Beloved, do not imitate what is evil but imitate what is good. Whoever does good is from God; whoever does evil has not seen God. -- 3 John 11
This passage captures my thoughts for the day perfectly. All good things come from God. Not one bad thing comes from God. The bad things that happen in our lives are either the result of our own bad choices, the bad choices someone else makes, or simply, chance.
I know, however, that not everyone sees this the same way I do. There are many people who look at the events that impact our lives, both positive and negative, as individuals and whole groups, and say that they are ALL the result of divine intervention. Take Isaiah, for example. Isaiah believed that God used King Nebuchadnezzar to punish Israel for their sins. The king of Babylon destroyed Jerusalem, brutally killed men, women, and children, and exiled the leaders of Israel -- and this was seen as an act of God, by Isaiah. Isaiah also believed that God used King Cyrus of Persia to punish the Babylonians and rescue Israel, sending them back to Jerusalem to rebuild their nation. As we will read in this Sundays lectionary: "I form light and create darkness, I make weal and create woe; I the Lord do all these things." (45:7)
What is the end result of this way of thinking about God? Well, we can see in the Bible that for the ancient Jews who thought like Isaiah, it meant trying to be perfect, restricting themselves to many hundreds of laws, in an effort to earn God's continual blessing. Only by never committing a single sin, they believed, would they be able to count on God's protection from evil. Unfortunately, this didn't always ring true. Over and over again, bad things kept happening -- even when the people did everything they were supposed to. Even when they led wholly holy lives, completely devoted to God, bad things still happened.
Now, if this way of interpreting evil doesn't turn you into a self-righteous jerk, it may cause you to lose hope in God altogether. In "Invitation to Presence," Wendy Miller, describes how Jesus used the Parable of the Sower to teach us about all the things that "[rob] us of faith, hope, and a sense of God's loving presence," one of which is hardship -- Jesus' "rocky ground" (Matt. 13:5, 20). Ms. Miller writes, "In our anxiety and panic, we may well forget to pray, or we may see God as unfair, allowing bad things to happen to good people. And who wants to trust in a God like that?" (pg. 32) Exactly!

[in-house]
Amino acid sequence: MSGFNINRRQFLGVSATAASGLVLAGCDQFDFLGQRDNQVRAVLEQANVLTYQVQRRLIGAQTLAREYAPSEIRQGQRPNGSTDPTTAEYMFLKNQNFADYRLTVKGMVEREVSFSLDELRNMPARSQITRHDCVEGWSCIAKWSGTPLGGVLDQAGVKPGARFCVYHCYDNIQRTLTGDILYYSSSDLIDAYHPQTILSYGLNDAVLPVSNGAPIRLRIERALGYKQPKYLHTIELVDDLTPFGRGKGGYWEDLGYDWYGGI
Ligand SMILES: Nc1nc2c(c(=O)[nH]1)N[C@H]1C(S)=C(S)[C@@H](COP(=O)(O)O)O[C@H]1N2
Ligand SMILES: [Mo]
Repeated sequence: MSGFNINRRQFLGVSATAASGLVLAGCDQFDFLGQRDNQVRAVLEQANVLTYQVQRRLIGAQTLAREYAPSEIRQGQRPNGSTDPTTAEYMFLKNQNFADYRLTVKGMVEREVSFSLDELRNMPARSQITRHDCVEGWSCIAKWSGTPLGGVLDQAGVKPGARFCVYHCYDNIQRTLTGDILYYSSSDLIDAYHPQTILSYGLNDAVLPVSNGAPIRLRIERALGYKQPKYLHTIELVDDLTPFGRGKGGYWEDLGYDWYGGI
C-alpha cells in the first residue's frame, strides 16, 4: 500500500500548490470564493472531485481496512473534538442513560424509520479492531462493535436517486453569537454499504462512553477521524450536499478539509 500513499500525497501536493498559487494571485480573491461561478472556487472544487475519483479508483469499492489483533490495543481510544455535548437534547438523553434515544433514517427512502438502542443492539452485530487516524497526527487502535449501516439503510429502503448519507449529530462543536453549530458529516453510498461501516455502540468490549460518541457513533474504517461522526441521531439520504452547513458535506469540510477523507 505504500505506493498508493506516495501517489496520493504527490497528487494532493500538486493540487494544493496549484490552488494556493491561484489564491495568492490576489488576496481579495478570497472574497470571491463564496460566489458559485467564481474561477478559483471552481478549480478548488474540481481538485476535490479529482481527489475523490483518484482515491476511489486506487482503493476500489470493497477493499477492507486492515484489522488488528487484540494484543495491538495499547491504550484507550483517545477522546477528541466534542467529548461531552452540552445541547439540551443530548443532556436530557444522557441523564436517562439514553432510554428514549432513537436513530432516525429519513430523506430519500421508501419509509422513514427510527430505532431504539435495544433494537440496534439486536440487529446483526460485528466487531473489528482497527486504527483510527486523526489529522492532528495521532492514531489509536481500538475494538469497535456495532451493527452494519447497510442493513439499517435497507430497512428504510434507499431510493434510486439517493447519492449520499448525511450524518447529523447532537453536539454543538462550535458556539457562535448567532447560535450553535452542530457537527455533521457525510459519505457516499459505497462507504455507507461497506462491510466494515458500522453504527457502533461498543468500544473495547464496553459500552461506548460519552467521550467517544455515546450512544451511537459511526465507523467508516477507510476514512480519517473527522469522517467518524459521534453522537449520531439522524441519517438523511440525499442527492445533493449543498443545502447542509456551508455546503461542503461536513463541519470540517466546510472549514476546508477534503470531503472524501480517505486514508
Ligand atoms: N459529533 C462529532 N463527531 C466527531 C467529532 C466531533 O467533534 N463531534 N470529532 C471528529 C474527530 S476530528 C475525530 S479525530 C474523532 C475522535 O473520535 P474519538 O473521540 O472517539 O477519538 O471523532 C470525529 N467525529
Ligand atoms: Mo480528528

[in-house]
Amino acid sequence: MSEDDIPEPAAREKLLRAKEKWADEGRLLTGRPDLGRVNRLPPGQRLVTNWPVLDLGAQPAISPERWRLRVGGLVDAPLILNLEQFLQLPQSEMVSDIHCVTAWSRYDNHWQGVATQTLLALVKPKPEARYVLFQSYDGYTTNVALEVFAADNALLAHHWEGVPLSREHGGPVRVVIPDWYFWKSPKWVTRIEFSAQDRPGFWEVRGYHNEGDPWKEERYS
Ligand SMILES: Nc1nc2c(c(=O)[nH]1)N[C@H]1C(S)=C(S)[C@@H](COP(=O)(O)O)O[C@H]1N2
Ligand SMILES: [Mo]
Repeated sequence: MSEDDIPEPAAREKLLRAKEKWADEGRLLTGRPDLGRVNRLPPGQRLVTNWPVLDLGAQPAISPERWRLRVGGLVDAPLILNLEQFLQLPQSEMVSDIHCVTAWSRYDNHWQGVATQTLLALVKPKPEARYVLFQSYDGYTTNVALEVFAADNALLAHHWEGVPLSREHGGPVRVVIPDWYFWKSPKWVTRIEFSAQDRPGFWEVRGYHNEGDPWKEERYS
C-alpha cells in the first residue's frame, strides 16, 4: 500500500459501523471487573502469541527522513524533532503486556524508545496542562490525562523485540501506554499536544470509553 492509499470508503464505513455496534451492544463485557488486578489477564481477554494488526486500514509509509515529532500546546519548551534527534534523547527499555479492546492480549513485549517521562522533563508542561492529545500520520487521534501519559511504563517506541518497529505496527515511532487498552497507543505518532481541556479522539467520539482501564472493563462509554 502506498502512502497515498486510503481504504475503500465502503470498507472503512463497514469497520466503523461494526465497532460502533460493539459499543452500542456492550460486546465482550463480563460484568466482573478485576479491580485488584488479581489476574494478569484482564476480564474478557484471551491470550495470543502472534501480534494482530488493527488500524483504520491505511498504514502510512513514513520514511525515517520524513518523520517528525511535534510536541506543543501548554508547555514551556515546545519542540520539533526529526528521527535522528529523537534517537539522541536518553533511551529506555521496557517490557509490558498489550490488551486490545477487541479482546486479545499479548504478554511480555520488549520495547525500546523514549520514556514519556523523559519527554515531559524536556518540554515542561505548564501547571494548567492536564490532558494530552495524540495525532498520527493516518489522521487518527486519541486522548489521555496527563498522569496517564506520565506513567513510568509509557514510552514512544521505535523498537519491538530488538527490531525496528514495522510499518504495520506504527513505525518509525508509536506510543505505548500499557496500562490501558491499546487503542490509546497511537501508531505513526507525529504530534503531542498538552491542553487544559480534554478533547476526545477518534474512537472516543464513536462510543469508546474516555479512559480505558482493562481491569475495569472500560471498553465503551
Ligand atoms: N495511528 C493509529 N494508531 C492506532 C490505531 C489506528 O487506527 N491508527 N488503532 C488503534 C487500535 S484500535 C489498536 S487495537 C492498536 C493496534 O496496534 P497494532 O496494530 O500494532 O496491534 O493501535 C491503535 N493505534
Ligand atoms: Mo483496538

It is also true that seeing evil events as acts of God may make you blind to evil altogether -- your own, or that of others. If it is an act of God, it must not be bad after all, or so the logic runs. Such has been the "logic" behind far too many evil deeds. One story, unfamiliar to me until recently, is the story of Charles Guiteau, who assassinated President Garfield in 1881, because he felt that God had chosen him especially for this task (heard this week on NPR, The Diane Rehms Show: "The Destiny of the Republic," by Candice Mallard). President Garfield was a wonderful, remarkable human being. And shock and dismay over his death united the country for a time. Now you can say that uniting the country by killing the president was God's original plan, or you can say that bringing the country together after the horrible death of the president was God's backup plan.
I prefer the latter interpretation. I don't believe God brings wrath upon people for their sins. Nor does God use people to commit evil deeds. Sometimes bad things just happen: you are the innocent victim of a crime; a child gets cancer; a hurricane strikes your town, etc. And sometimes, people make bad choices that naturally have negative consequences: sin wreaks its own natural havoc in our lives; God does not need to add his wrath on top of it. That is not to say that God plays no part in the trials of our life. I believe God is there, always, waiting to comfort and teach us. David's interpretation is better in my opinion: "Even though I walk through the darkest valley, I fear no evil; for you are with me; your rod and your staff -- they comfort me." (Ps.23:4) When hardship falls upon us, God is there to comfort us; when we bring hardship upon ourselves, God is there to teach us. If we let him.
God doesn't hurt people. People hurt people. Believing that God hurts people by design, is one way we hurt people.
Dear God, please help me to remember this, for there are far too many temptations to think otherwise, all of which put us into sin's territory. Love always, Pam